OLYMPIA — Ohio Rep. Dennis Kucinich is returning to Washington state for events this weekend as Democrats debate whether he should be welcomed as a potential candidate here in 2012.
Kucinich expects that his current congressional seat will be eliminated when Ohio redraws district boundaries in the coming months. If that happens, Kucinich said he will consider moving to another state but has declined to discuss potential locations. He told supporters in an email that he’s received inquiries across the country – from Washington to Maine.
Washington state is gaining a congressional seat in the redistricting process, and Kucinich frequently visits as a guest of advocates who agree with his message.
“I’m grateful to be invited by labor and environmentalists and peace activists and Democratic activists – to speak with them and share ideas,” Kucinich said in an interview. “The kind of thinking that helps inform new directions for America starts in places like Washington state.”
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That doesn’t mean Kucinich will get a warm welcome if he tries to make the move. Dwight Pelz, chairman of the Washington state Democratic Party, said Kucinich called this week and indicated that he was looking at running in the state next year.
Kucinich spokesman Nathan White said Pelz may have misinterpreted the conversation and that the congressman simply made contact to be polite due to rumors about his future.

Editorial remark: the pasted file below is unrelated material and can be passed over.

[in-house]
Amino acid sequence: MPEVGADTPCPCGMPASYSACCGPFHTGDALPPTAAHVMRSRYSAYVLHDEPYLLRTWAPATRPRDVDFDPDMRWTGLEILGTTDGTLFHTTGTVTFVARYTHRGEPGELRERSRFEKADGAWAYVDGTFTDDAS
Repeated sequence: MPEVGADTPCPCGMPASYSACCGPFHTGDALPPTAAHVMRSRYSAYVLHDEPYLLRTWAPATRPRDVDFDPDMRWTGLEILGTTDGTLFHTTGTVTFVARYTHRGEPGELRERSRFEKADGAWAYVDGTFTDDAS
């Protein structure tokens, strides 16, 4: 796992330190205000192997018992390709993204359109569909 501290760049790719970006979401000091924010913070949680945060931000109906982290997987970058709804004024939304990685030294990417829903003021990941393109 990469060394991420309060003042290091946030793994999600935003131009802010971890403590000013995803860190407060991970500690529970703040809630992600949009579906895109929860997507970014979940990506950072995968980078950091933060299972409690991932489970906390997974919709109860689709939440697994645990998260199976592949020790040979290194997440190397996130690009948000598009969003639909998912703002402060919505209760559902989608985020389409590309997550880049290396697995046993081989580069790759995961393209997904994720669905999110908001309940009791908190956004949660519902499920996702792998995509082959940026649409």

Either way, Pelz told Kucinich that he didn’t support the idea.
“He is not an attractive candidate for Congress in Washington state,” Pelz said. “We could lose if he was our candidate.”
Pelz is particularly concerned because he expects two potentially open seats – one in the new 10th District, and the 1st District seat currently held by Rep. Jay Inslee, who may run for governor – will be competitive.
Kucinich’s politics would be better aligned with somewhere such as the Seattle-heavy 7th District, currently represented by Democratic Rep. Jim McDermott, Pelz said.
McDermott and Kucinich both hail from the more liberal edges of the Democratic Party. The 1st District covering northern Seattle suburbs was a swing district in the 1990s, although Inslee has won re-election consistently in recent years.
This weekend, Kucinich is scheduled to make six stops in Seattle and surrounding areas, ending with a speech Sunday at the Green Festival. He is also attending two local Democratic fundraisers.
Martin Chaney, who leads the 45th District Democrats and will host Kucinich at a fundraiser Saturday, said Kucinich has a lot of supporters within the organization. Chaney himself came into the Democratic party in 2004 because of the message Kucinich was offering, and Chaney expects to support Kucinich if the congressman moves to Washington.
“There are a lot of us who find him to be an inspirational speaker who manages to articulate things we feel strongly about,” Chaney said.
Kucinich sought the Democratic nomination for president in 2004 and 2008. The 64-year-old has roots in his hometown of Cleveland, where he was mayor and first ran for city council at age 21.